The makers of a virtual currency using a pun on Kanye West’s name have been threatened with legal action after they were accused of infringing the rapper’s trademark.
In a cease-and-desist letter written on January 6, Brad Rose, a lawyer at Pryor Cashman LLP, the Los Angeles-based law firm representing West, said the electronic coins, called Coinye, amounted to trademark infringement and dilution and infringed West’s right of publicity.
The electronic coin features a cartoon depiction of the singer wearing sunglasses with the word Coinye above it.
The idea for the virtual currency, loosely based on the popular digital currency Bitcoin, was created by a group of anonymous individuals.
It soon gained popularity over the Internet and was initially marketed as Coinye West before dropping the word West following the letter.
The legal notice said the West brand had been “catapulted” into a “commercial asset of incalculable value” and that his trademark was entitled to the “broadest protection under the law.”
“The Coinye West mark is substantially similar to the Kanye West mark in sight, sound, meaning and commercial impression,” the letter says.
“Given Mr West’s wide ranging entrepreneurial accomplishments, consumers are likely to mistakenly believe that Mr West is the source of your services, or is, at the very least, affiliated with, or has sponsored or endorsed the cryptocurrency,” it adds.
Michael Powell, founder of Powell IP Law LLC in Atlanta, said there was “no question” that the creators of the coin were attempting to associate themselves with West, adding that his lawyers were correct to take action.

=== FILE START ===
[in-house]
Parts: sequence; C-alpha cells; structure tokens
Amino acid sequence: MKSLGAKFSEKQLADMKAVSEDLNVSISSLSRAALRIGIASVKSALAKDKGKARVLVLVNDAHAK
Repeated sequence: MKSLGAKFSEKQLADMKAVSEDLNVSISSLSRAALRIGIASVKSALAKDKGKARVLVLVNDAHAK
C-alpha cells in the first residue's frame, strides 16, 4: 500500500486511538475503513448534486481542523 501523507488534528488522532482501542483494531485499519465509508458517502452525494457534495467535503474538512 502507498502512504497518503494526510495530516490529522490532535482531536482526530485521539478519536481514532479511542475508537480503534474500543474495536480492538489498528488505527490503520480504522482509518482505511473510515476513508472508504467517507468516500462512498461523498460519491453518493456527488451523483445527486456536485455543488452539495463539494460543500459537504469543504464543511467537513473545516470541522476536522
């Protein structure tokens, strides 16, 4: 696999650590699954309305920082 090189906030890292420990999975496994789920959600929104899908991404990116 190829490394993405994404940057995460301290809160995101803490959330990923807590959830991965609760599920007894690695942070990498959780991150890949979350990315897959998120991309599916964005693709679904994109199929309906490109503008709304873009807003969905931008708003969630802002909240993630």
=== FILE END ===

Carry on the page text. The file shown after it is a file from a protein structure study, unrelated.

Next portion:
“Anyone who has a strong trademark is well within his rights to protect it. My understanding was that the model based itself on Kanye West so it is likely people may have thought it was endorsed by him. Certainly, the publicity the Coinye people have received has been impacted positively by the affiliation with West.”
Despite the legal intervention, the group launched the currency earlier than anticipated on January 7.
The creators also took to social networking site Twitter to issue a message of defiance.
"WHO GON STOP ME HUH" ? Coinye feelin' the heat, gonna spread what we got so far before the bigwigs steal our work!!”, they wrote on January 7.
The letter, which says it hopes to resolve the matter without the need for litigation, demands there is no further use of the word and that all social media accounts to promote it are closed.
It concludes: “If you fail to comply with these demands we will notify the cryptocurrency community at large of your infringing actions and pursue all legal remedies available against any business that accepts the purported … currency.”
Powell added: “The question to ask now is whether dropping West from the name is sufficient to thwart legal action. Had they started out that way it’s possible they would not have found themselves in this position.
“Bringing litigation against an anonymous group of people is going to be tough for the lawyers but I suspect they will sit tight and see if the lawyers will drop the case.”
Kanye West, Coinye, trademark, infringement, bitcoin,